Pinstriped Medicine

How the UCSF-Stanford hospital merger foreshadows the new -- and sometimes frightening -- world of health care

"A small community hospital is not going to find it feasible to offer all of the services required by the members of a managed care provider," says Greg Pickard, a health care consultant for Deliotte & Touche.

"The implications of that for a lot of [providers] are dire. They don't have the economic power to go and negotiate with the big boys for contracts for high-ticket items."

Before he left the Board of Regents committee meeting that November day in the basement of the UCSF building that overlooks the city from Laurel Heights, Hellman reviewed his findings a final time with the regents.

"We believe the risks associated with any merger are associated with this one," he said. "And we believe the risks can be managed."

This is not a panacea for Stanford, nor for UCSF. Not with the tenuous and fluctuating state of affairs in health care. It is a business deal.

Of all the mergers of academic medical institutes across the country, none has involved two that were 40 miles apart. Most of the clinical operations will remain separate, while the smaller, specialty work is likely to be consolidated into one location with lesser overhead. If you need your brain reconstructed sometime down the road, you're likely to have little choice where to go; you probably will still be able to receive chemotherapy in both San Francisco and Palo Alto.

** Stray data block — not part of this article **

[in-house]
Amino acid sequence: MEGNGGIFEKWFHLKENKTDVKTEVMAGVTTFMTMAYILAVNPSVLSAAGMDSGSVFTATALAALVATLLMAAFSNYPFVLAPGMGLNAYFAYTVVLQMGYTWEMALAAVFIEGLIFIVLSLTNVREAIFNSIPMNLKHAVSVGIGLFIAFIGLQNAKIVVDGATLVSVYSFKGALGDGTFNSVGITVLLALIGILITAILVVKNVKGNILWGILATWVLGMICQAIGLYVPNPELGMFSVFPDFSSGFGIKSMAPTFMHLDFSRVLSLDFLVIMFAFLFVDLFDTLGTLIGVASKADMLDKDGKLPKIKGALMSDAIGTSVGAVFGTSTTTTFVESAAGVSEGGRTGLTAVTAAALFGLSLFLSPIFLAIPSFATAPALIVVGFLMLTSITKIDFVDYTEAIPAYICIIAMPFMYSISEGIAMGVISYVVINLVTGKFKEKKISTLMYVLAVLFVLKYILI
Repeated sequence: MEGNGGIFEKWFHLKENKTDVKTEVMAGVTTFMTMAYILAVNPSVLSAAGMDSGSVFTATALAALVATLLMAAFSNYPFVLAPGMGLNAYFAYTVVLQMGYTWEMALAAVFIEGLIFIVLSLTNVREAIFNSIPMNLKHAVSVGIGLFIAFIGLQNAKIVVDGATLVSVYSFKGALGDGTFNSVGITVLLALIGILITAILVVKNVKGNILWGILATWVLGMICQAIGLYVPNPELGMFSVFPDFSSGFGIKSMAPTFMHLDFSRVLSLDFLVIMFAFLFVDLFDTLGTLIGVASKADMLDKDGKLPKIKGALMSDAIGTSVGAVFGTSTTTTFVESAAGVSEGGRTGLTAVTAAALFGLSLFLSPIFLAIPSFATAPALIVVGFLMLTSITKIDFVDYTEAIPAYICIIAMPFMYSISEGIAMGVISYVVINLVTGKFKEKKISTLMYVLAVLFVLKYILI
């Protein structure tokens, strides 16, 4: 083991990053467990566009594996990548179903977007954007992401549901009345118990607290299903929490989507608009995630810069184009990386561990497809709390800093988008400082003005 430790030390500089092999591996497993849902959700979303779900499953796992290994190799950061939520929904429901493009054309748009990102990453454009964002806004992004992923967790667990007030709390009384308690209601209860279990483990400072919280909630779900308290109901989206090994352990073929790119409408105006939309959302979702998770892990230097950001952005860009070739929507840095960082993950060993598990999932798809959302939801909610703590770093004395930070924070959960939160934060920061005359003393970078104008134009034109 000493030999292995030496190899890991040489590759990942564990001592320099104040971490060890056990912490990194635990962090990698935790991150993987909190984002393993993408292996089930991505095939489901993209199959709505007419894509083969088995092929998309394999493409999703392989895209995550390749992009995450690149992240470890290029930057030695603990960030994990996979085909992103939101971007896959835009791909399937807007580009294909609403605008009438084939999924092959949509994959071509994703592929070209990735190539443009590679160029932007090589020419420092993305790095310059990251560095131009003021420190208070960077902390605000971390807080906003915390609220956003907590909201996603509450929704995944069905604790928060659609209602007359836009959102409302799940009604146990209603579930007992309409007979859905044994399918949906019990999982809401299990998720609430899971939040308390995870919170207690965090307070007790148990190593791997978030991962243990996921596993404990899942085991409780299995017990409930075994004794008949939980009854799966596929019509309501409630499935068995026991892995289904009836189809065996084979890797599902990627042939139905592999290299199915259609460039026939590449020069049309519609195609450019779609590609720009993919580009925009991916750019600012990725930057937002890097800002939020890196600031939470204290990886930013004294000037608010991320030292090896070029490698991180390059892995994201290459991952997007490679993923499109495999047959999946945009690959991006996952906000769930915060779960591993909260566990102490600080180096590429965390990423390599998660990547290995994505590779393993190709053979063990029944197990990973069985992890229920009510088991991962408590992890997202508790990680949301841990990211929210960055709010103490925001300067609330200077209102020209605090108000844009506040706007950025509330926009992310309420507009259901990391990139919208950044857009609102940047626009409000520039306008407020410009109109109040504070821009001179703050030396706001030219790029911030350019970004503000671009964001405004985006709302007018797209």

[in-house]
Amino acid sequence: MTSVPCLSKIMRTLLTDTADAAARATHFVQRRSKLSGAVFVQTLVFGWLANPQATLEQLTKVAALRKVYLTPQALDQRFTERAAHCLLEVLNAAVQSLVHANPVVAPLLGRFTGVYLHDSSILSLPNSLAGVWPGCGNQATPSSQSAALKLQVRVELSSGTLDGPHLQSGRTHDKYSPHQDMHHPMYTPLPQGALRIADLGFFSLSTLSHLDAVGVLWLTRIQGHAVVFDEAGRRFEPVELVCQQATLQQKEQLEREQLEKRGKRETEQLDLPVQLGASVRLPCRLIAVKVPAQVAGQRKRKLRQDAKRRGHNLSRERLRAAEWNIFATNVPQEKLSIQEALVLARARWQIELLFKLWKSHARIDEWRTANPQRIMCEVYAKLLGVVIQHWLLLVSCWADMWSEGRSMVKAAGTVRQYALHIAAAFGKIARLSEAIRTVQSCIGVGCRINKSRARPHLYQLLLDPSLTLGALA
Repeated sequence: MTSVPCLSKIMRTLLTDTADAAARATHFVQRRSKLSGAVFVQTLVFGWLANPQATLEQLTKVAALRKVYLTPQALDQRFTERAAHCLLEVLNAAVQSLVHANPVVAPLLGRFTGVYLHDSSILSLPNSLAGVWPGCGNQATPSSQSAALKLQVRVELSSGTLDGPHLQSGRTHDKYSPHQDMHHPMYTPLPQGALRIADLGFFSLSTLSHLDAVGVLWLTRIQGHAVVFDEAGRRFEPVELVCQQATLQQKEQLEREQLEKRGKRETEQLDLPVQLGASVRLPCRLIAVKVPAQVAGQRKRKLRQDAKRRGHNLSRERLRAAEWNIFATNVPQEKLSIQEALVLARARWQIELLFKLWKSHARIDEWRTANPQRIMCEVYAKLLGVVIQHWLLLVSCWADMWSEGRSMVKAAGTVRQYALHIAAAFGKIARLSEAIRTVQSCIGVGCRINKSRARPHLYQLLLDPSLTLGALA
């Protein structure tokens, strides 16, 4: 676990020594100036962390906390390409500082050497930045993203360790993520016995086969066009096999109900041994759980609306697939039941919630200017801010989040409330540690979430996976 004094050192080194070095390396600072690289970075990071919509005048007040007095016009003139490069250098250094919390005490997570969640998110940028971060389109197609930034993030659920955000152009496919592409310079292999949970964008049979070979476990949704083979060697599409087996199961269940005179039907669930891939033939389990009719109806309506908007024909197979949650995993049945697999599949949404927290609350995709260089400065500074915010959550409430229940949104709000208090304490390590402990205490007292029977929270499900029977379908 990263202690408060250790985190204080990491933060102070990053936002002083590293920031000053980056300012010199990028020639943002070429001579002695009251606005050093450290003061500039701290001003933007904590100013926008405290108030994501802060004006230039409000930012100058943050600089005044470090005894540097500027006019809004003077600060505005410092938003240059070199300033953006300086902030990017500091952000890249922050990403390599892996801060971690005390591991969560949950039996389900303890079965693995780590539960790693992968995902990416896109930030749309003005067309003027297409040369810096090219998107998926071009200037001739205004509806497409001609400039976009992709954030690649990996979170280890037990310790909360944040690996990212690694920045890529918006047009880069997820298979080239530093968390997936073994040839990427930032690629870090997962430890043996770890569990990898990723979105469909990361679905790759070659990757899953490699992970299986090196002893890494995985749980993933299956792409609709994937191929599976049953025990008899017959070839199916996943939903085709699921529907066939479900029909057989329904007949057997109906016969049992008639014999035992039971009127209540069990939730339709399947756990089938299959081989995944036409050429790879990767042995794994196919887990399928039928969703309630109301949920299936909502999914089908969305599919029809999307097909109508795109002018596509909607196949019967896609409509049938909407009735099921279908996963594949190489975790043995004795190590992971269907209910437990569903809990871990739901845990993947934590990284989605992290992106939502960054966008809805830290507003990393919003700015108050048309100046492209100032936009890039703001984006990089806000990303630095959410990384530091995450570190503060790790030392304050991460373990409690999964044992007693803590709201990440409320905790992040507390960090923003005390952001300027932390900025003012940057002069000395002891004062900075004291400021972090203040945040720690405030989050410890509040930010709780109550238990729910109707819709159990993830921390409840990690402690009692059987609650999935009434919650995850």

But in this deal, the particulars are less important than the bigger picture.

What happened here is that the chronic state of health care chaos sent academic medicine's leaders searching for a treatment. They found it in private business. But whether the cure proves worse than the disease will involve subtle post-traumatic care. The vital signs to be monitored: future doctor skill, advancement of medical science, the length of the health care industry's unemployment line, and the level of sickness among the poor.

The prognosis is uncertain.

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